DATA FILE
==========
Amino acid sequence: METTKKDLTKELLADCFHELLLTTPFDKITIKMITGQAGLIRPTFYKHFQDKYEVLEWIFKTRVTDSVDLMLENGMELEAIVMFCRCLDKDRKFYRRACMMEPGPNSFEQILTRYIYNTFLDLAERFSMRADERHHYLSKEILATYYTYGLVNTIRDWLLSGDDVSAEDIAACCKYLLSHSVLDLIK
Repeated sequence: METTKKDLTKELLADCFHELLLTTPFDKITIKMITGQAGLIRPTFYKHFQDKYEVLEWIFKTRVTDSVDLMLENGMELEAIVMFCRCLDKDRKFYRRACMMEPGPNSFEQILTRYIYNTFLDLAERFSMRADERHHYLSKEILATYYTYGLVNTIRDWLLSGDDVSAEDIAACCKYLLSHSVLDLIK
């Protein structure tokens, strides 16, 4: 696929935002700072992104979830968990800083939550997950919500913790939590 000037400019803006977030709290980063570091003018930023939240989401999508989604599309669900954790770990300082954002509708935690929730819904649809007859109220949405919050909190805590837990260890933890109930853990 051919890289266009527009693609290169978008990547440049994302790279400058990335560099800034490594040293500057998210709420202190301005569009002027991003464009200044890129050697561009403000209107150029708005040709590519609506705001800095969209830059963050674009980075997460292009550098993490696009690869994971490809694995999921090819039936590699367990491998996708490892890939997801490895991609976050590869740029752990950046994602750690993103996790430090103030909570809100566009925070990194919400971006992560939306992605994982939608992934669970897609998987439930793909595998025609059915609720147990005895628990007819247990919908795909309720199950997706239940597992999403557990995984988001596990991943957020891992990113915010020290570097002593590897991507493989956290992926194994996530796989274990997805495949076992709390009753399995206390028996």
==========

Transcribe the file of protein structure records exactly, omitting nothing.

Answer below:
Amino acid sequence: METTKKDLTKELLADCFHELLLTTPFDKITIKMITGQAGLIRPTFYKHFQDKYEVLEWIFKTRVTDSVDLMLENGMELEAIVMFCRCLDKDRKFYRRACMMEPGPNSFEQILTRYIYNTFLDLAERFSMRADERHHYLSKEILATYYTYGLVNTIRDWLLSGDDVSAEDIAACCKYLLSHSVLDLIK
Repeated sequence: METTKKDLTKELLADCFHELLLTTPFDKITIKMITGQAGLIRPTFYKHFQDKYEVLEWIFKTRVTDSVDLMLENGMELEAIVMFCRCLDKDRKFYRRACMMEPGPNSFEQILTRYIYNTFLDLAERFSMRADERHHYLSKEILATYYTYGLVNTIRDWLLSGDDVSAEDIAACCKYLLSHSVLDLIK
């Protein structure tokens, strides 16, 4: 696929935002700072992104979830968990800083939550997950919500913790939590 000037400019803006977030709290980063570091003018930023939240989401999508989604599309669900954790770990300082954002509708935690929730819904649809007859109220949405919050909190805590837990260890933890109930853990 051919890289266009527009693609290169978008990547440049994302790279400058990335560099800034490594040293500057998210709420202190301005569009002027991003464009200044890129050697561009403000209107150029708005040709590519609506705001800095969209830059963050674009980075997460292009550098993490696009690869994971490809694995999921090819039936590699367990491998996708490892890939997801490895991609976050590869740029752990950046994602750690993103996790430090103030909570809100566009925070990194919400971006992560939306992605994982939608992934669970897609998987439930793909595998025609059915609720147990005895628990007819247990919908795909309720199950997706239940597992999403557990995984988001596990991943957020891992990113915010020290570097002593590897991507493989956290992926194994996530796989274990997805495949076992709390009753399995206390028996």